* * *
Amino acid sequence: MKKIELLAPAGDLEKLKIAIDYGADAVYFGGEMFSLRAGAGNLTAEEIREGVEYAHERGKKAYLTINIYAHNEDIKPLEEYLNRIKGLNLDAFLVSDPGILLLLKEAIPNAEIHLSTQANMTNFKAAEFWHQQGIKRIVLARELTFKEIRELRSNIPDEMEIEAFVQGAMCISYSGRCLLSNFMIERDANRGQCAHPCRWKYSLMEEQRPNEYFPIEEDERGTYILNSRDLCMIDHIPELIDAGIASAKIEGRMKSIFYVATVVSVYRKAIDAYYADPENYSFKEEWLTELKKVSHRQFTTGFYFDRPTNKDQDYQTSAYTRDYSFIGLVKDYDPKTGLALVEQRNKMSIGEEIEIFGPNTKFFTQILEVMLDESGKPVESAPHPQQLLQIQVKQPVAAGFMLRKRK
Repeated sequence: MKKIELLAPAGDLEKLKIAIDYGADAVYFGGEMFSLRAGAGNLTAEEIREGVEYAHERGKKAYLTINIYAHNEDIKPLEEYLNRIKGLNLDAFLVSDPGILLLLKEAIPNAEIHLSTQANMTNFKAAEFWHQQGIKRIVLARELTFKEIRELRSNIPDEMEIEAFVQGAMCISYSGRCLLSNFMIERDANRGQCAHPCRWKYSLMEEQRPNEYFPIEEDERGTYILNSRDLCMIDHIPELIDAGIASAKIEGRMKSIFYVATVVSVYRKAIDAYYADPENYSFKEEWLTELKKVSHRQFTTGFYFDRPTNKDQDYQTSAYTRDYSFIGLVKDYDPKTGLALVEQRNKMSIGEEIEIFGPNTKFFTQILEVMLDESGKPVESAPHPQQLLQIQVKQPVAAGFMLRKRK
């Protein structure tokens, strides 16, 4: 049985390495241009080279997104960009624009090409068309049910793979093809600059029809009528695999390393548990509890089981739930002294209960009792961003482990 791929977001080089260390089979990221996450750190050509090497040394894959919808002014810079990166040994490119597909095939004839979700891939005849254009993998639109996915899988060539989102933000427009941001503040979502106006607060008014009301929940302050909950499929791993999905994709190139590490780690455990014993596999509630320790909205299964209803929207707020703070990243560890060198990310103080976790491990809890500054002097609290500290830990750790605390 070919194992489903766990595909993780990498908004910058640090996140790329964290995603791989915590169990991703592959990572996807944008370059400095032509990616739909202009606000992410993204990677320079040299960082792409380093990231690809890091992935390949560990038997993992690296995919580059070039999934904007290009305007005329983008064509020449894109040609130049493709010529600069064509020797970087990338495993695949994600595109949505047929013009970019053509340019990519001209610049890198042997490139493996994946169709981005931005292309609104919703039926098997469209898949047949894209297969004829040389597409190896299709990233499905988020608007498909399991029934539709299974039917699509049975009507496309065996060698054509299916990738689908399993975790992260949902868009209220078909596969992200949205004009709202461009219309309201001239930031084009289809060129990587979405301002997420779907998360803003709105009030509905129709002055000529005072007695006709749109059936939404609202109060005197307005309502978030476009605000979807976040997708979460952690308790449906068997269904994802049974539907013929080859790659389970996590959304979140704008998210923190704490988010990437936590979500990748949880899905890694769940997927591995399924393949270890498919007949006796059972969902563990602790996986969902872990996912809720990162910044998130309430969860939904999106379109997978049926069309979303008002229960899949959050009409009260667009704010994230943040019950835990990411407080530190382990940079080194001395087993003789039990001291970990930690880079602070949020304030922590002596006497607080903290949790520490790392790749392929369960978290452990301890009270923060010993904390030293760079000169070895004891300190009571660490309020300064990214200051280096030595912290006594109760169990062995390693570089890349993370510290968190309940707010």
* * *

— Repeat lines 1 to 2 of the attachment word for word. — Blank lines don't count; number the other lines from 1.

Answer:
Amino acid sequence: MKKIELLAPAGDLEKLKIAIDYGADAVYFGGEMFSLRAGAGNLTAEEIREGVEYAHERGKKAYLTINIYAHNEDIKPLEEYLNRIKGLNLDAFLVSDPGILLLLKEAIPNAEIHLSTQANMTNFKAAEFWHQQGIKRIVLARELTFKEIRELRSNIPDEMEIEAFVQGAMCISYSGRCLLSNFMIERDANRGQCAHPCRWKYSLMEEQRPNEYFPIEEDERGTYILNSRDLCMIDHIPELIDAGIASAKIEGRMKSIFYVATVVSVYRKAIDAYYADPENYSFKEEWLTELKKVSHRQFTTGFYFDRPTNKDQDYQTSAYTRDYSFIGLVKDYDPKTGLALVEQRNKMSIGEEIEIFGPNTKFFTQILEVMLDESGKPVESAPHPQQLLQIQVKQPVAAGFMLRKRK
Repeated sequence: MKKIELLAPAGDLEKLKIAIDYGADAVYFGGEMFSLRAGAGNLTAEEIREGVEYAHERGKKAYLTINIYAHNEDIKPLEEYLNRIKGLNLDAFLVSDPGILLLLKEAIPNAEIHLSTQANMTNFKAAEFWHQQGIKRIVLARELTFKEIRELRSNIPDEMEIEAFVQGAMCISYSGRCLLSNFMIERDANRGQCAHPCRWKYSLMEEQRPNEYFPIEEDERGTYILNSRDLCMIDHIPELIDAGIASAKIEGRMKSIFYVATVVSVYRKAIDAYYADPENYSFKEEWLTELKKVSHRQFTTGFYFDRPTNKDQDYQTSAYTRDYSFIGLVKDYDPKTGLALVEQRNKMSIGEEIEIFGPNTKFFTQILEVMLDESGKPVESAPHPQQLLQIQVKQPVAAGFMLRKRK